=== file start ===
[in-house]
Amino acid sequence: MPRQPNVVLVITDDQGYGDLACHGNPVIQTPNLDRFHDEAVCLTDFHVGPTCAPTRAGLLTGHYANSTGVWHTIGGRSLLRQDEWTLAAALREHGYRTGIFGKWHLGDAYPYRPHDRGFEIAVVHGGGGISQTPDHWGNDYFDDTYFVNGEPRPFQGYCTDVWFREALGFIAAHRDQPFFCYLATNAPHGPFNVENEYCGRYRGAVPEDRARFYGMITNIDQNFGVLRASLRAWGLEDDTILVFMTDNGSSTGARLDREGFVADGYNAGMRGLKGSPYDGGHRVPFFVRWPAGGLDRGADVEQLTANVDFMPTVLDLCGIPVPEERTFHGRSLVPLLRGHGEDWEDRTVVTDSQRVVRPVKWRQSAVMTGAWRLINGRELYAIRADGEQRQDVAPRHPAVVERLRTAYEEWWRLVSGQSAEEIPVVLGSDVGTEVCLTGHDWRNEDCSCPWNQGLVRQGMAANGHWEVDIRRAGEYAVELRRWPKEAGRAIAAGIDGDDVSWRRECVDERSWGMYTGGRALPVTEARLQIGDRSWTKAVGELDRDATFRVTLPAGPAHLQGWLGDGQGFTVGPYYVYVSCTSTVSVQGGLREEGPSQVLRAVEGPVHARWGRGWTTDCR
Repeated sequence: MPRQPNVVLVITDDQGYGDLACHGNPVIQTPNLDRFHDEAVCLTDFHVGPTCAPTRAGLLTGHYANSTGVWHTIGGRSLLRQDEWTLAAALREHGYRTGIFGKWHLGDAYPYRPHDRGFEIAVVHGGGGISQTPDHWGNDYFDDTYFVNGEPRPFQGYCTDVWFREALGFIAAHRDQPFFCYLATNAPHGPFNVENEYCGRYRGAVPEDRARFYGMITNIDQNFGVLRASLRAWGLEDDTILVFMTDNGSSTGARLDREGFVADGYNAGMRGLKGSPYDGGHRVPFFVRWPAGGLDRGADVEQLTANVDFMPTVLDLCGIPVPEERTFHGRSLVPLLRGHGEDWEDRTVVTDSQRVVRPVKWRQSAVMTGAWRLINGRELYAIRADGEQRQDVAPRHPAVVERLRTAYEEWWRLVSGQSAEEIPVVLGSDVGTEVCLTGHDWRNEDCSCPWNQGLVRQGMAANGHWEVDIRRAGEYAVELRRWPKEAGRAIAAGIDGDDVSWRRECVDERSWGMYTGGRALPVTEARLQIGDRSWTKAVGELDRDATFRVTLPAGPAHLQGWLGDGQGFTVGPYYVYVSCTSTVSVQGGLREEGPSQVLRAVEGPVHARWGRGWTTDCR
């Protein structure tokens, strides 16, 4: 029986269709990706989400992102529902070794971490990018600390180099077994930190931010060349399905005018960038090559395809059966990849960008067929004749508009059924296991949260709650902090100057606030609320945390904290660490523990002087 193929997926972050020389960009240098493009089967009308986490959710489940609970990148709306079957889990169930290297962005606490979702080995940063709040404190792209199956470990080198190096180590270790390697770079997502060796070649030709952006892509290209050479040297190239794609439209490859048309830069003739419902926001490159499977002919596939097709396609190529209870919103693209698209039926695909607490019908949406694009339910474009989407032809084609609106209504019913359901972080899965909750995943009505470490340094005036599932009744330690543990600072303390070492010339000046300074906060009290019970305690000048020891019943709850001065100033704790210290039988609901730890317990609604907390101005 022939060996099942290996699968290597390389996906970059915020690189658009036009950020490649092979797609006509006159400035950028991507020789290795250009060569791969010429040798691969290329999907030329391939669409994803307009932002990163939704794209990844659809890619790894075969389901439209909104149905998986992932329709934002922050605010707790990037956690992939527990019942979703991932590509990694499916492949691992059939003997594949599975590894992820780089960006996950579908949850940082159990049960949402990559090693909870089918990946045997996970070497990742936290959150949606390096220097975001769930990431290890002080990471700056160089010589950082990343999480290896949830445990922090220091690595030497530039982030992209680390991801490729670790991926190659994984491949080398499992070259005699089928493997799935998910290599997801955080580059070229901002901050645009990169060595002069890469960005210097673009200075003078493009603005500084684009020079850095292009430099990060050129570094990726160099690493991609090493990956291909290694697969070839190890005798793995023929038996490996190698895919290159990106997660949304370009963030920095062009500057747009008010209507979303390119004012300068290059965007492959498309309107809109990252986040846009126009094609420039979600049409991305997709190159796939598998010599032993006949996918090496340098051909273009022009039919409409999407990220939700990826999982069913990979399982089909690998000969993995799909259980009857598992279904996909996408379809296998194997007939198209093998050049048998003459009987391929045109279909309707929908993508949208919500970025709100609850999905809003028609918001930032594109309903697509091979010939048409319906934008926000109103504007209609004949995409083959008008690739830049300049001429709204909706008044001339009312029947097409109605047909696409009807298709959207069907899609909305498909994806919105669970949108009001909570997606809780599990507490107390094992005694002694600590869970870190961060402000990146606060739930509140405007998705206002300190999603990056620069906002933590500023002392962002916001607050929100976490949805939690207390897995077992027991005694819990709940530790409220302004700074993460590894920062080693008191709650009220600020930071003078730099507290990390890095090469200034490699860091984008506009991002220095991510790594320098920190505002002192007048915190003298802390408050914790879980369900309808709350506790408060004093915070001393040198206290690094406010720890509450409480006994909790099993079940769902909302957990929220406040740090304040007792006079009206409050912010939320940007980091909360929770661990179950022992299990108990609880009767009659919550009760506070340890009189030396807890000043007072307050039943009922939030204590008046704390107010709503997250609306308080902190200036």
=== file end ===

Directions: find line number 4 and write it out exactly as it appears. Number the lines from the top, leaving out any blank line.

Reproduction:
């Protein structure tokens, strides 16, 4: 029986269709990706989400992102529902070794971490990018600390180099077994930190931010060349399905005018960038090559395809059966990849960008067929004749508009059924296991949260709650902090100057606030609320945390904290660490523990002087 193929997926972050020389960009240098493009089967009308986490959710489940609970990148709306079957889990169930290297962005606490979702080995940063709040404190792209199956470990080198190096180590270790390697770079997502060796070649030709952006892509290209050479040297190239794609439209490859048309830069003739419902926001490159499977002919596939097709396609190529209870919103693209698209039926695909607490019908949406694009339910474009989407032809084609609106209504019913359901972080899965909750995943009505470490340094005036599932009744330690543990600072303390070492010339000046300074906060009290019970305690000048020891019943709850001065100033704790210290039988609901730890317990609604907390101005 022939060996099942290996699968290597390389996906970059915020690189658009036009950020490649092979797609006509006159400035950028991507020789290795250009060569791969010429040798691969290329999907030329391939669409994803307009932002990163939704794209990844659809890619790894075969389901439209909104149905998986992932329709934002922050605010707790990037956690992939527990019942979703991932590509990694499916492949691992059939003997594949599975590894992820780089960006996950579908949850940082159990049960949402990559090693909870089918990946045997996970070497990742936290959150949606390096220097975001769930990431290890002080990471700056160089010589950082990343999480290896949830445990922090220091690595030497530039982030992209680390991801490729670790991926190659994984491949080398499992070259005699089928493997799935998910290599997801955080580059070229901002901050645009990169060595002069890469960005210097673009200075003078493009603005500084684009020079850095292009430099990060050129570094990726160099690493991609090493990956291909290694697969070839190890005798793995023929038996490996190698895919290159990106997660949304370009963030920095062009500057747009008010209507979303390119004012300068290059965007492959498309309107809109990252986040846009126009094609420039979600049409991305997709190159796939598998010599032993006949996918090496340098051909273009022009039919409409999407990220939700990826999982069913990979399982089909690998000969993995799909259980009857598992279904996909996408379809296998194997007939198209093998050049048998003459009987391929045109279909309707929908993508949208919500970025709100609850999905809003028609918001930032594109309903697509091979010939048409319906934008926000109103504007209609004949995409083959008008690739830049300049001429709204909706008044001339009312029947097409109605047909696409009807298709959207069907899609909305498909994806919105669970949108009001909570997606809780599990507490107390094992005694002694600590869970870190961060402000990146606060739930509140405007998705206002300190999603990056620069906002933590500023002392962002916001607050929100976490949805939690207390897995077992027991005694819990709940530790409220302004700074993460590894920062080693008191709650009220600020930071003078730099507290990390890095090469200034490699860091984008506009991002220095991510790594320098920190505002002192007048915190003298802390408050914790879980369900309808709350506790408060004093915070001393040198206290690094406010720890509450409480006994909790099993079940769902909302957990929220406040740090304040007792006079009206409050912010939320940007980091909360929770661990179950022992299990108990609880009767009659919550009760506070340890009189030396807890000043007072307050039943009922939030204590008046704390107010709503997250609306308080902190200036």